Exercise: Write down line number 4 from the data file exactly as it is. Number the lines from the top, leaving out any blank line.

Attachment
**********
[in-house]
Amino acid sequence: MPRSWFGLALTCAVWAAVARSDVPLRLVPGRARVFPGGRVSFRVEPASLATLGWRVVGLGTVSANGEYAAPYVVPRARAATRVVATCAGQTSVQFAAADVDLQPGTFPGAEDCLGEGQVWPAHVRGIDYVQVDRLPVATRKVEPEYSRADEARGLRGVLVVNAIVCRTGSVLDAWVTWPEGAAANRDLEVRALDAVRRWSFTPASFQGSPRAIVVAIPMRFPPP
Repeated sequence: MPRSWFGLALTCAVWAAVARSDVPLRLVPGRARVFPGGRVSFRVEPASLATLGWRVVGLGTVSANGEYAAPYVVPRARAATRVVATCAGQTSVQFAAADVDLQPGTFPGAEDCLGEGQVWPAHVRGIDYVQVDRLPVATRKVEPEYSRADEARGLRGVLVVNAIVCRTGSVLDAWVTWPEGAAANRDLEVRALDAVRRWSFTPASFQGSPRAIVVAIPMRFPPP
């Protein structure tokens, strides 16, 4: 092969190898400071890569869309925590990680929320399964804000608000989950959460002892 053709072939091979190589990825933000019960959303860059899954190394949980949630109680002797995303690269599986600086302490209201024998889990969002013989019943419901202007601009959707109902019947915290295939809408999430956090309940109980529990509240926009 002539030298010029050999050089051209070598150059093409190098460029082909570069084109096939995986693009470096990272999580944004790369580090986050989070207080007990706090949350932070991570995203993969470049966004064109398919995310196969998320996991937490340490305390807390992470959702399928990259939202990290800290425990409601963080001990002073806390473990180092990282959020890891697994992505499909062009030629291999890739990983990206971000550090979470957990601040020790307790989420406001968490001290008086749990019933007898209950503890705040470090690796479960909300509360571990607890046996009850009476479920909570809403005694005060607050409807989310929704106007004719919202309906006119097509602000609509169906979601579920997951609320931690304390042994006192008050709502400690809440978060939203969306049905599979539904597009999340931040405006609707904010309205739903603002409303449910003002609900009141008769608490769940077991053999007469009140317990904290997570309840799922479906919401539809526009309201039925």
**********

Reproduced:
């Protein structure tokens, strides 16, 4: 092969190898400071890569869309925590990680929320399964804000608000989950959460002892 053709072939091979190589990825933000019960959303860059899954190394949980949630109680002797995303690269599986600086302490209201024998889990969002013989019943419901202007601009959707109902019947915290295939809408999430956090309940109980529990509240926009 002539030298010029050999050089051209070598150059093409190098460029082909570069084109096939995986693009470096990272999580944004790369580090986050989070207080007990706090949350932070991570995203993969470049966004064109398919995310196969998320996991937490340490305390807390992470959702399928990259939202990290800290425990409601963080001990002073806390473990180092990282959020890891697994992505499909062009030629291999890739990983990206971000550090979470957990601040020790307790989420406001968490001290008086749990019933007898209950503890705040470090690796479960909300509360571990607890046996009850009476479920909570809403005694005060607050409807989310929704106007004719919202309906006119097509602000609509169906979601579920997951609320931690304390042994006192008050709502400690809440978060939203969306049905599979539904597009999340931040405006609707904010309205739903603002409303449910003002609900009141008769608490769940077991053999007469009140317990904290997570309840799922479906919401539809526009309201039925």